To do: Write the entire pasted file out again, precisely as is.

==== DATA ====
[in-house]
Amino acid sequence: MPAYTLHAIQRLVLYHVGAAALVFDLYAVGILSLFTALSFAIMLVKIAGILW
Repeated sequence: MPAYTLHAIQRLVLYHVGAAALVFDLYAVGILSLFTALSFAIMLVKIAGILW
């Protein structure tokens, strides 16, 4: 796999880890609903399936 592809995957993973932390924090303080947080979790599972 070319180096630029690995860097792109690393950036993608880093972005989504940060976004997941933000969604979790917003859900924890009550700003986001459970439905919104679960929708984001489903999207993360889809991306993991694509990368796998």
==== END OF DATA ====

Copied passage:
[in-house]
Amino acid sequence: MPAYTLHAIQRLVLYHVGAAALVFDLYAVGILSLFTALSFAIMLVKIAGILW
Repeated sequence: MPAYTLHAIQRLVLYHVGAAALVFDLYAVGILSLFTALSFAIMLVKIAGILW
């Protein structure tokens, strides 16, 4: 796999880890609903399936 592809995957993973932390924090303080947080979790599972 070319180096630029690995860097792109690393950036993608880093972005989504940060976004997941933000969604979790917003859900924890009550700003986001459970439905919104679960929708984001489903999207993360889809991306993991694509990368796998």